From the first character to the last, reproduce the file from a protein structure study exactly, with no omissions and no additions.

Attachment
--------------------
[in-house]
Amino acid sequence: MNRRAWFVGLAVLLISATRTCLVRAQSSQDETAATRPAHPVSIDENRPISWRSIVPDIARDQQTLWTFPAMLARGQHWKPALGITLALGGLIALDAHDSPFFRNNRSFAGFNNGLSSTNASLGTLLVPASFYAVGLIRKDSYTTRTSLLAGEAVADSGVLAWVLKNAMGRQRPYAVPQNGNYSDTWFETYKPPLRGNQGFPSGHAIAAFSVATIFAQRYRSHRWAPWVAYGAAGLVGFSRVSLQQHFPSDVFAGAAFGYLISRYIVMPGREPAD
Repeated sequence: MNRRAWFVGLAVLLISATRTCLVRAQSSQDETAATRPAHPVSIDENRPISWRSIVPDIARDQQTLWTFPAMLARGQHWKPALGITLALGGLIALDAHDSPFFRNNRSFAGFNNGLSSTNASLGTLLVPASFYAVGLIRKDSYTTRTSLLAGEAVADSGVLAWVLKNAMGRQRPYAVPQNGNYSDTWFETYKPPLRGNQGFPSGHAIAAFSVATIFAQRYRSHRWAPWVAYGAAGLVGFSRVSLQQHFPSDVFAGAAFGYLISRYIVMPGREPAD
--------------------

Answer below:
[in-house]
Amino acid sequence: MNRRAWFVGLAVLLISATRTCLVRAQSSQDETAATRPAHPVSIDENRPISWRSIVPDIARDQQTLWTFPAMLARGQHWKPALGITLALGGLIALDAHDSPFFRNNRSFAGFNNGLSSTNASLGTLLVPASFYAVGLIRKDSYTTRTSLLAGEAVADSGVLAWVLKNAMGRQRPYAVPQNGNYSDTWFETYKPPLRGNQGFPSGHAIAAFSVATIFAQRYRSHRWAPWVAYGAAGLVGFSRVSLQQHFPSDVFAGAAFGYLISRYIVMPGREPAD
Repeated sequence: MNRRAWFVGLAVLLISATRTCLVRAQSSQDETAATRPAHPVSIDENRPISWRSIVPDIARDQQTLWTFPAMLARGQHWKPALGITLALGGLIALDAHDSPFFRNNRSFAGFNNGLSSTNASLGTLLVPASFYAVGLIRKDSYTTRTSLLAGEAVADSGVLAWVLKNAMGRQRPYAVPQNGNYSDTWFETYKPPLRGNQGFPSGHAIAAFSVATIFAQRYRSHRWAPWVAYGAAGLVGFSRVSLQQHFPSDVFAGAAFGYLISRYIVMPGREPAD